Jerry Sandusky is lead from the Bellefonte, PA courthouse Friday night after hearing guilty verdicts handed down against him. (CBS)
(CBS News) BELLEFONTE, Pa -- The conviction of former Penn State assistant football coach Jerry Sandusky on 45 of 48 counts of child sex abuse almost certainly won't be the end of the legal action stemming from the case.
The lawyer for Sandusky "Victim number 5" made that much clear on "CBS This Morning: Saturday."
Tom Kline, whose client took the stand in Sandusky's trial, told co-host Rebecca Jarvis, "I've made no bones about it, that now that the attention will shift away from the perpetrator, we have to look at what I call the enabler. And there's no doubt that Penn State has responsibility here, just from what we know, that's reported publicly and just from what we've uncovered in our initial investigation.
"We're looking forward very much so to the (former FBI Director Louis) Freeh report (he's heading up an internal investigation being conducted by the school) ... and we've been promised -- I've spoken with Penn State lawyers, and we've been promised that that report is going to be full and it's going to be complete. I think that's a starting point for our assessment on the civil liability here."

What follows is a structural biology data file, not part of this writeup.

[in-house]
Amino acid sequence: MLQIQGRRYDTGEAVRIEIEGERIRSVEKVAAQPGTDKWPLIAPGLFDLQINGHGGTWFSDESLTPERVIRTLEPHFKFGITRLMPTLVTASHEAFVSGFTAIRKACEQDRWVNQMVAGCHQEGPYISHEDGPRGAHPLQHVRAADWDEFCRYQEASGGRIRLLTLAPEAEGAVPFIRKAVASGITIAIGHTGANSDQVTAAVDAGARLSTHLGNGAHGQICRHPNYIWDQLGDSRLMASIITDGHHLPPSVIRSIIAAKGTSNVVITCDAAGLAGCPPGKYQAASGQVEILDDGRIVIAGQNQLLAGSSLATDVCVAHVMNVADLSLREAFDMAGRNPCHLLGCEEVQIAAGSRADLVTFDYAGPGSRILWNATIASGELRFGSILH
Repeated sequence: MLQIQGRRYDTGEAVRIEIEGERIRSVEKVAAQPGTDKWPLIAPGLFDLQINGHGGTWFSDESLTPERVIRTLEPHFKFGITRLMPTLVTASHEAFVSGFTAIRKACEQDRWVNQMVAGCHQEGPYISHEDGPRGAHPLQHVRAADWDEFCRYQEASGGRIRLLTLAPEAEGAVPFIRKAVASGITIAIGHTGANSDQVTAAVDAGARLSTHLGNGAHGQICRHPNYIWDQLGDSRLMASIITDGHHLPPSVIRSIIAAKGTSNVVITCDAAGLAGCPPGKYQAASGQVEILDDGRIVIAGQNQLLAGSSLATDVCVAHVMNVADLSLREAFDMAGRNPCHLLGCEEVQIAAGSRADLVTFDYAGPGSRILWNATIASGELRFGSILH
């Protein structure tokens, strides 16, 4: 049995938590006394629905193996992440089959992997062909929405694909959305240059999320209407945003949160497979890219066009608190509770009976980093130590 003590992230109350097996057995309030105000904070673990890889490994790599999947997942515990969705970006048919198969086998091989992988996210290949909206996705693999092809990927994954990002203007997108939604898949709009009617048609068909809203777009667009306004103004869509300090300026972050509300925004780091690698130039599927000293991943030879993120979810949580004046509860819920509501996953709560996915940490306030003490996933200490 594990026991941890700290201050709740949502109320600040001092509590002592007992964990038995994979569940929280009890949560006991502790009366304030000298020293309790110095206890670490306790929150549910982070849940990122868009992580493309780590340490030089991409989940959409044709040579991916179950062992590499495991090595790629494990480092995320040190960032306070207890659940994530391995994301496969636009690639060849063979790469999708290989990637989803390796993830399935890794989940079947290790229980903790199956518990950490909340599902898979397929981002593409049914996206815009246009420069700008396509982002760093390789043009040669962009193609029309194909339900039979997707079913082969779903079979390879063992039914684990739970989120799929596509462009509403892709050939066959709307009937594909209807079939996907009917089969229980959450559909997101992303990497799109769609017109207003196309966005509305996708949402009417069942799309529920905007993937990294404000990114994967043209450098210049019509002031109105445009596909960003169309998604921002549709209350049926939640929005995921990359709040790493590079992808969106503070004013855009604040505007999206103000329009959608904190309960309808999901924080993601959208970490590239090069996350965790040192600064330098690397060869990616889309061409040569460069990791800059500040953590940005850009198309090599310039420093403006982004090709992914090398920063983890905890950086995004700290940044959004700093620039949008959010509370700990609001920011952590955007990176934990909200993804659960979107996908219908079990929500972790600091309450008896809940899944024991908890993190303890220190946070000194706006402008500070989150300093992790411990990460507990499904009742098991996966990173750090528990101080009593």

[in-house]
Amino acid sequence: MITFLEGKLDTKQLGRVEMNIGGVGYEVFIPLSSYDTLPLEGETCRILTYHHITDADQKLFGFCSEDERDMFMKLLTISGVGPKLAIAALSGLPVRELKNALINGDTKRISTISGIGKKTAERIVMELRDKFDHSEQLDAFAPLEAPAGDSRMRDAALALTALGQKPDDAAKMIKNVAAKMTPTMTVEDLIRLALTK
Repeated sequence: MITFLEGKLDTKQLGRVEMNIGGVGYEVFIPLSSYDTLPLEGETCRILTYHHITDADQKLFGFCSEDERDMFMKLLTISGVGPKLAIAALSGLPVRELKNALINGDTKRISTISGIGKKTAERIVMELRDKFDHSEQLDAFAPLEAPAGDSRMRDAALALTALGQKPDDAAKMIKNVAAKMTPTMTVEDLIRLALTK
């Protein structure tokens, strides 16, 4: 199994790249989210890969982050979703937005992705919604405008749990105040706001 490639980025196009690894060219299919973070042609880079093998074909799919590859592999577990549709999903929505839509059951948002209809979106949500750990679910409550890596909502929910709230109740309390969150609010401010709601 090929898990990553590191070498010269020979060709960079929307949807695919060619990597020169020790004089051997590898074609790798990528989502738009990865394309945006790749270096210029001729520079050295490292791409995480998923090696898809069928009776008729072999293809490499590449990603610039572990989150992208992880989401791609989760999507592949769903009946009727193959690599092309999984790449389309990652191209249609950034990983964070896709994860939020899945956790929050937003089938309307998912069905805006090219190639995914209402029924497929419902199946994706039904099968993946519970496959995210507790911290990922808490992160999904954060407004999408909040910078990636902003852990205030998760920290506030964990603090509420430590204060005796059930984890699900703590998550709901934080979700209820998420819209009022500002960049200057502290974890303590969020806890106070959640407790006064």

Kline says his client "was relieved and he was gratified" about the verdicts. "This has been one difficult ordeal," Kline added. "He's a young man; this all started with him when the police knocked on his door. He didn't want to be involved, but he decided, of course, he was going to tell the truth. He viewed this as an obligation of citizenship and now as an obligation of citizenship that is completed."
Was his client frustrated over having to go public with what happened to him?
"Very much so. This has been a very big imposition in his life. He, like so many of these young men, had these horrible wounds buried deep within their souls, and it was there for a long time. When this all came to his door, he was living just a wonderful, good life, a Penn State grad, a wonderful, pretty young girlfriend, a wonderful supportive family. He leaned very heavily on them, very, very heavily on them throughout this entire trial to get through this. This has been an ordeal. But he recognized that this was going to take him into unfamiliar territory and unfamiliar places. He performed brilliantly."
Kline says victim Number 5 was able to get through the trial "only because of the love, care and support that he has from a wonderful family. ... His parents were in the front row. His brothers came in from California. They sat there while he had to testify about what happened to him when he was the little boy, when Mr. Sandusky cornered him in the shower and these horrible things happened to him."